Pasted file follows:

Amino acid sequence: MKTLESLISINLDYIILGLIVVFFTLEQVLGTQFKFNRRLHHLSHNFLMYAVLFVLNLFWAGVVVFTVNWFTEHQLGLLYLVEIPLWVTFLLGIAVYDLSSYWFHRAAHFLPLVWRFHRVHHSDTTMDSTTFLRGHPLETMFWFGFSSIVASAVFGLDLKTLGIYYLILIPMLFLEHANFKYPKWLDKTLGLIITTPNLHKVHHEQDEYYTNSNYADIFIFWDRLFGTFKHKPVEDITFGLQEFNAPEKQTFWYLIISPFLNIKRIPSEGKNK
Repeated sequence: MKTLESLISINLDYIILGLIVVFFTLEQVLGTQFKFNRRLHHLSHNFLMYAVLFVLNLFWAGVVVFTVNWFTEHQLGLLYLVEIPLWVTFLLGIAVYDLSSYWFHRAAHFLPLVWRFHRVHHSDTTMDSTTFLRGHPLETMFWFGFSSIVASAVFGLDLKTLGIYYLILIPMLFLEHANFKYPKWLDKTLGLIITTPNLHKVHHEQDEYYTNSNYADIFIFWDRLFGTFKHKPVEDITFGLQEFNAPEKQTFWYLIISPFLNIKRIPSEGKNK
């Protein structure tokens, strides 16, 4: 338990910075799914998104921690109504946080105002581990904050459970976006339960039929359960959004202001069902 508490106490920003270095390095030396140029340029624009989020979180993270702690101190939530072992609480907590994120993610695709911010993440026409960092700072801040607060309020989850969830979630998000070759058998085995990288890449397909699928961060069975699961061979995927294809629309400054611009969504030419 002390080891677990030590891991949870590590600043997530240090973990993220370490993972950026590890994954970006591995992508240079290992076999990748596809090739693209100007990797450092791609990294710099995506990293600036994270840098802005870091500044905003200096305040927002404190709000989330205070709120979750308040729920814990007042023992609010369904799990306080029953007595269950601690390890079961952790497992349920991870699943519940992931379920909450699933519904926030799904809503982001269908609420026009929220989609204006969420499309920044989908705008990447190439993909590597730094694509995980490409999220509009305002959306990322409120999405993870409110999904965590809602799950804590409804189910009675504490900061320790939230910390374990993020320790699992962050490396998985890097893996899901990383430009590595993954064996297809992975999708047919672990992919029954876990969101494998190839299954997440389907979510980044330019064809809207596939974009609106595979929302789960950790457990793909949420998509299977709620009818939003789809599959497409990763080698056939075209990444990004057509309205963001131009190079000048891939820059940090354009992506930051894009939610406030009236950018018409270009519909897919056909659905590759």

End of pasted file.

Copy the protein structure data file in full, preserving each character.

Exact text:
Amino acid sequence: MKTLESLISINLDYIILGLIVVFFTLEQVLGTQFKFNRRLHHLSHNFLMYAVLFVLNLFWAGVVVFTVNWFTEHQLGLLYLVEIPLWVTFLLGIAVYDLSSYWFHRAAHFLPLVWRFHRVHHSDTTMDSTTFLRGHPLETMFWFGFSSIVASAVFGLDLKTLGIYYLILIPMLFLEHANFKYPKWLDKTLGLIITTPNLHKVHHEQDEYYTNSNYADIFIFWDRLFGTFKHKPVEDITFGLQEFNAPEKQTFWYLIISPFLNIKRIPSEGKNK
Repeated sequence: MKTLESLISINLDYIILGLIVVFFTLEQVLGTQFKFNRRLHHLSHNFLMYAVLFVLNLFWAGVVVFTVNWFTEHQLGLLYLVEIPLWVTFLLGIAVYDLSSYWFHRAAHFLPLVWRFHRVHHSDTTMDSTTFLRGHPLETMFWFGFSSIVASAVFGLDLKTLGIYYLILIPMLFLEHANFKYPKWLDKTLGLIITTPNLHKVHHEQDEYYTNSNYADIFIFWDRLFGTFKHKPVEDITFGLQEFNAPEKQTFWYLIISPFLNIKRIPSEGKNK
């Protein structure tokens, strides 16, 4: 338990910075799914998104921690109504946080105002581990904050459970976006339960039929359960959004202001069902 508490106490920003270095390095030396140029340029624009989020979180993270702690101190939530072992609480907590994120993610695709911010993440026409960092700072801040607060309020989850969830979630998000070759058998085995990288890449397909699928961060069975699961061979995927294809629309400054611009969504030419 002390080891677990030590891991949870590590600043997530240090973990993220370490993972950026590890994954970006591995992508240079290992076999990748596809090739693209100007990797450092791609990294710099995506990293600036994270840098802005870091500044905003200096305040927002404190709000989330205070709120979750308040729920814990007042023992609010369904799990306080029953007595269950601690390890079961952790497992349920991870699943519940992931379920909450699933519904926030799904809503982001269908609420026009929220989609204006969420499309920044989908705008990447190439993909590597730094694509995980490409999220509009305002959306990322409120999405993870409110999904965590809602799950804590409804189910009675504490900061320790939230910390374990993020320790699992962050490396998985890097893996899901990383430009590595993954064996297809992975999708047919672990992919029954876990969101494998190839299954997440389907979510980044330019064809809207596939974009609106595979929302789960950790457990793909949420998509299977709620009818939003789809599959497409990763080698056939075209990444990004057509309205963001131009190079000048891939820059940090354009992506930051894009939610406030009236950018018409270009519909897919056909659905590759």